Precious metals prices closed lower Monday after a midday rally, reflecting uncertainty as investors weigh the potential fallout from Europe's debt crisis.
European finance ministers signed off on $110 billion in rescue loans to Portugal on Monday, and debated giving Greece a second rescue package to avoid a disastrous default. Such economic turmoil generally boosts gold prices as investors pour money into hard assets rather than European currencies that might be devalued through inflation.
Gold initially rallied Monday, but fell on worries that Greece might have to post collateral on its debt. The country might post gold as collateral, which could drive down gold prices if the collateral payments are cashed in, said George Gero, vice president at RBC Global Futures.
"If traders have concerns about gold being used as collateral, there is always the possibility of some gold being sold to get dollars," Gero said.
Gold for June delivery fell $3 to settle at $1,490.60 an ounce. July silver fell 88.1 cents to settle at $34.132.
Gero said the markets are essentially in "wait and see" mode as traders follow the fast-developing events in Europe.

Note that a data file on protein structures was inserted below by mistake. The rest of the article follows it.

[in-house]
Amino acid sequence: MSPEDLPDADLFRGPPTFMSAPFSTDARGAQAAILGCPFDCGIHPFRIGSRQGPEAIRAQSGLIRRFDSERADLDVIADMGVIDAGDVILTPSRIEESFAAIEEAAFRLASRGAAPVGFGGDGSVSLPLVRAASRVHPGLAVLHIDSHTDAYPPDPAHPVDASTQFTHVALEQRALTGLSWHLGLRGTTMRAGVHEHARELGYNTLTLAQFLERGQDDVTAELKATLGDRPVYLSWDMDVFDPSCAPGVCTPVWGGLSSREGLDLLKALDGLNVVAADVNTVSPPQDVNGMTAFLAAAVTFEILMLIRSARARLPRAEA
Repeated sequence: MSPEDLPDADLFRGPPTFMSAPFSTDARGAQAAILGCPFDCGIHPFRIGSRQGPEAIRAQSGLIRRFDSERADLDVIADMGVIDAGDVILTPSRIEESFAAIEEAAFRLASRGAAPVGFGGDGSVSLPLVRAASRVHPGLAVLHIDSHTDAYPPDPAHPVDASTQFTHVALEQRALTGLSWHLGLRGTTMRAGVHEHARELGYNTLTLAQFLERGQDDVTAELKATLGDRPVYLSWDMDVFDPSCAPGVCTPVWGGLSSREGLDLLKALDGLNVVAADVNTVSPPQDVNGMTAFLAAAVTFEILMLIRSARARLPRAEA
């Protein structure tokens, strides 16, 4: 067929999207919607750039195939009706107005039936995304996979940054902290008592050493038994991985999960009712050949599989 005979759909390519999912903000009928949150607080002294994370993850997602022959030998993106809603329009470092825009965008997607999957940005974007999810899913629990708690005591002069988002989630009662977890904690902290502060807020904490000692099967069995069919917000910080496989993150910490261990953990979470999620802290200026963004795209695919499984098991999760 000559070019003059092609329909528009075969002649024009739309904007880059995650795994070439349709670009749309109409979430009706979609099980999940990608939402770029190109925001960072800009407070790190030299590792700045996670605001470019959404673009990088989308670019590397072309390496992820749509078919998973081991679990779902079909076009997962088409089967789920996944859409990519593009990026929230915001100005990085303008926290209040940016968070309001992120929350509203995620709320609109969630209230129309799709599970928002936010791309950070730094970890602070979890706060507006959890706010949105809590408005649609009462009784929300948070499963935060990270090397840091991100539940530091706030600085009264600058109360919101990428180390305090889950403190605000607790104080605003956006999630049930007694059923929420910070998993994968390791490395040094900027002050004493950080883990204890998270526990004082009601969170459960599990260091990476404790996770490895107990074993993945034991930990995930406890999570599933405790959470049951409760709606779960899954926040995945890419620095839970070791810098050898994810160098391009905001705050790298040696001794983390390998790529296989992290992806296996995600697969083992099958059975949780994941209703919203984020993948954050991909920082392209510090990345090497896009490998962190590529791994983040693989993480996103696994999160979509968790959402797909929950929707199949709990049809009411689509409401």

Prices were also down in other metals trading, with the exception of palladium. July copper fell 0.7 cents to $3.9905 a pound, July platinum fell $9.30 to $1,760 an ounce and June palladium gained $7.05 to close at $713.50 an ounce.
Energy prices also fell. Oil dropped as investors seemed more optimistic that Mississippi River flooding will not seriously interfere with operations at Gulf Coast refineries. The Army Corps of Engineers opened two massive gates at the Morganza spillway last weekend in an effort to protect Baton Rouge, La., and New Orleans from floodwaters.
Jim Ritterbusch, president of energy consultancy Ritterbusch and Associates, noted that gasoline futures are lower with demand down because of high pump prices.
Benchmark oil for June delivery dropped $2.28 to $97.37 a barrel on the New York Stock Exchange.
In other Nymex contracts for June, heating oil fell 6.78 cents to settle at $2.8744 per gallon, gasoline fell 14.33 cents to $2.9311 a gallon and natural gas rose 6.8 cents to $4.379 per 1,000 cubic feet.
Grains rose while soybeans fell slightly.
In contracts for July delivery, wheat jumped 8.75 cents to settle at $7.365 a bushel, corn rose 15.5 cents to $6.975 a bushel and soybeans fell 3 cents to $13.265 a bushel.